Imagine having the time and space to create, or at least some of the means to help make that happen? That is the aim of the Rhode Island Foundation’s Robert and Margaret MacColl Johnson Fellowship Fund, which since 2003 has been offering $25,000 no-strings-attached grants to Rhode Island composers, writers, and visual artists on a three-year, rotating basis. Although unrestricted, recipients are expected to devote concentrated time to their art and engage in activities that further their artistic growth. For this current round, three songwriters were selected from 74 applicants: Storm Ford of Providence, Courtney Swain of East Providence, and Adrienne Taylor of Providence.
For Storm Ford, applying for the grant meant an opportunity to acquire recording space and gear. “Something that was holding me back from getting the ideas in my head and out into the world was a lack of recording equipment or access to a recording space,” she begins. “My focus is to create something raw that everyone can connect to.” Ford relays that finding inspiration during the pandemic has been a struggle. “Despite having more time to myself, I’ve had a harder time writing – with fewer opportunities to experience things, there is less to draw on – so I’ve been spending a lot of my time bringing old songs to life while in search of new stories to tell.” She adds, “As a plus-size, first-generation, Lao, Nigerian, Narragansett Indian, bisexual woman, I am inspired greatly by my various identities and strive, through my music, to support and heal anyone else who has felt marginalized.”
A working musician ready to take professional next steps, Courtney Swain is excited about the opportunities the grant will afford. “Throughout my career, I’ve often been forced to cut corners with my work because of a lack of resources. Doing more of my writing in the studio, investing in new gear to develop different workflows, rehearsing and refining my pieces with other performers, developing evocative artwork and music videos to accompany my music, and working with resourceful publicists and others in the field who can help me expand my reach; these are all things I’m really excited and grateful to have the opportunity to do this year.” Swain has released four solo albums and five fronting the Boston-based indie rock band Bent Knee. Additionally, she is a keyboardist, music director, and educator who has worked with Trinity Rep and the Wilbury Group among other organizations.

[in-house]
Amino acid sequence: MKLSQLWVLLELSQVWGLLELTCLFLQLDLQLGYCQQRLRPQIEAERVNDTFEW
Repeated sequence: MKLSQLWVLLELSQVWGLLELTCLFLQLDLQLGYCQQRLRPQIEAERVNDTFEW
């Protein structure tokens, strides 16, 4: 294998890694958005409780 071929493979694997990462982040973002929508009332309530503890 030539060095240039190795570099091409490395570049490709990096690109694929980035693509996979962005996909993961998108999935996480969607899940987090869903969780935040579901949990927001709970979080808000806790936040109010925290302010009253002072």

Adrienne Taylor is a cellist and composer and has been a Resident Musician at Community MusicWorks in Providence since 2012 and a member of the Providence College cello faculty since 2019. Like Ford, she has found the past year to be a difficult time to find and maintain inspiration. “Most of the time my life is so full with other work that I don’t make enough time to write,” Taylor notes. “I was starting to think it just wasn’t going to be possible anymore. I knew that if I was given the fellowship it would force me to find a way to make space to keep writing music. I’ll be taking time off this summer to go to the places that inspire me most – spaces in nature – and some of the music I write will come directly out of being in those places.”
The next round of MacColl Johnson Fellowships targets writers. For more information, visit RIFoundation.org.